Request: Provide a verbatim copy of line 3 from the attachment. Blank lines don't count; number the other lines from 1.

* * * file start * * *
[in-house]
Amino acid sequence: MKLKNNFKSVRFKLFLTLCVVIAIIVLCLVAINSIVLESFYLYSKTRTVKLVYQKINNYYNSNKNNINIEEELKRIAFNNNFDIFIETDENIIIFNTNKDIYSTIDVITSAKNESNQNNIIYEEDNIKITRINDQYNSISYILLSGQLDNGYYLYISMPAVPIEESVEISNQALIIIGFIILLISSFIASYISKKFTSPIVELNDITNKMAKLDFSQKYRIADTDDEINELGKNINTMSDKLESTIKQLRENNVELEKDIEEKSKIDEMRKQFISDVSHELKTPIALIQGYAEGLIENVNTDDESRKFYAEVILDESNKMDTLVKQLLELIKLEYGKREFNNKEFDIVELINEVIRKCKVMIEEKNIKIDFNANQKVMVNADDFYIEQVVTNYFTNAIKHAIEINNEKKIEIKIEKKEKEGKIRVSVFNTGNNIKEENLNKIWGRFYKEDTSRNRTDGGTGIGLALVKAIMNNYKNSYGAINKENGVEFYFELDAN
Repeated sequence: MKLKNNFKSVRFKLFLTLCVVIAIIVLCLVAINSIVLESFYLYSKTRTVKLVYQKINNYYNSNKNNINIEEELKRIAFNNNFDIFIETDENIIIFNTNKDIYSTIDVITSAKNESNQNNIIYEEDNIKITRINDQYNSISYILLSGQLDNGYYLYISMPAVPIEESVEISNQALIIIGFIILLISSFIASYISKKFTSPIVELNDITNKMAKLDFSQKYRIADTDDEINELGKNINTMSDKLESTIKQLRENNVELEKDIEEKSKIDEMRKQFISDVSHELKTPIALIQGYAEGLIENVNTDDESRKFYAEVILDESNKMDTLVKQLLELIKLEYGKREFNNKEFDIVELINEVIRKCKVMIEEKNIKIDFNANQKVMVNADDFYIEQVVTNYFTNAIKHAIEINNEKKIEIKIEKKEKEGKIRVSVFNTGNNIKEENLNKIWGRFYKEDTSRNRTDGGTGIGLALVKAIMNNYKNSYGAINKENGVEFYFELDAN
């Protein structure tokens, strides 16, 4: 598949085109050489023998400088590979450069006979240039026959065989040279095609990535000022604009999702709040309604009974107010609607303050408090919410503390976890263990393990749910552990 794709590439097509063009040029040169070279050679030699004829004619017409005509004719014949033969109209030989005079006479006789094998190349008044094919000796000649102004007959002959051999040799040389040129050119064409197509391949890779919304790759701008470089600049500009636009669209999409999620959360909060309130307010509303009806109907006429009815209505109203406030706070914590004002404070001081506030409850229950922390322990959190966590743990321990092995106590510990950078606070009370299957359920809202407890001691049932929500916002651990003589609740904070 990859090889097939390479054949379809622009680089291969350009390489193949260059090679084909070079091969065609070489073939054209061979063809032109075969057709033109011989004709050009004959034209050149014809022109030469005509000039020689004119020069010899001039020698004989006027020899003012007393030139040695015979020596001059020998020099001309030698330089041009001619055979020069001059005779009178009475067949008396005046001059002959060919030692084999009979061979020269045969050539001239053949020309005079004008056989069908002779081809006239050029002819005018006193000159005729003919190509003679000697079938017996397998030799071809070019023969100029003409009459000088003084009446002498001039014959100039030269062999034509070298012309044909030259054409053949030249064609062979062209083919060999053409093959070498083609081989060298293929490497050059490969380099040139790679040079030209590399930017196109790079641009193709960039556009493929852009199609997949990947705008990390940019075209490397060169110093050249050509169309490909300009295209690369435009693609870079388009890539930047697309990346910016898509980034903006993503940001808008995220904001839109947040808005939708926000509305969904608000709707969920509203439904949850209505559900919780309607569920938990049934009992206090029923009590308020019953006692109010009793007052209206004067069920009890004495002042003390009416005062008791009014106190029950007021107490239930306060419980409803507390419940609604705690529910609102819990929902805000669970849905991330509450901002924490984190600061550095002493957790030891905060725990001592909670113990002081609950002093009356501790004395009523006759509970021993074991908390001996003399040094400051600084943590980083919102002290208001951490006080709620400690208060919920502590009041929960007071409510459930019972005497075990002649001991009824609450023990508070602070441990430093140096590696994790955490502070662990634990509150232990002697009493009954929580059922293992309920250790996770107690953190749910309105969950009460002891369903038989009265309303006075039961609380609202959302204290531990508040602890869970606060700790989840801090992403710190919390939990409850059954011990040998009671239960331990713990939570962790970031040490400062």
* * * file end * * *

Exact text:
Repeated sequence: MKLKNNFKSVRFKLFLTLCVVIAIIVLCLVAINSIVLESFYLYSKTRTVKLVYQKINNYYNSNKNNINIEEELKRIAFNNNFDIFIETDENIIIFNTNKDIYSTIDVITSAKNESNQNNIIYEEDNIKITRINDQYNSISYILLSGQLDNGYYLYISMPAVPIEESVEISNQALIIIGFIILLISSFIASYISKKFTSPIVELNDITNKMAKLDFSQKYRIADTDDEINELGKNINTMSDKLESTIKQLRENNVELEKDIEEKSKIDEMRKQFISDVSHELKTPIALIQGYAEGLIENVNTDDESRKFYAEVILDESNKMDTLVKQLLELIKLEYGKREFNNKEFDIVELINEVIRKCKVMIEEKNIKIDFNANQKVMVNADDFYIEQVVTNYFTNAIKHAIEINNEKKIEIKIEKKEKEGKIRVSVFNTGNNIKEENLNKIWGRFYKEDTSRNRTDGGTGIGLALVKAIMNNYKNSYGAINKENGVEFYFELDAN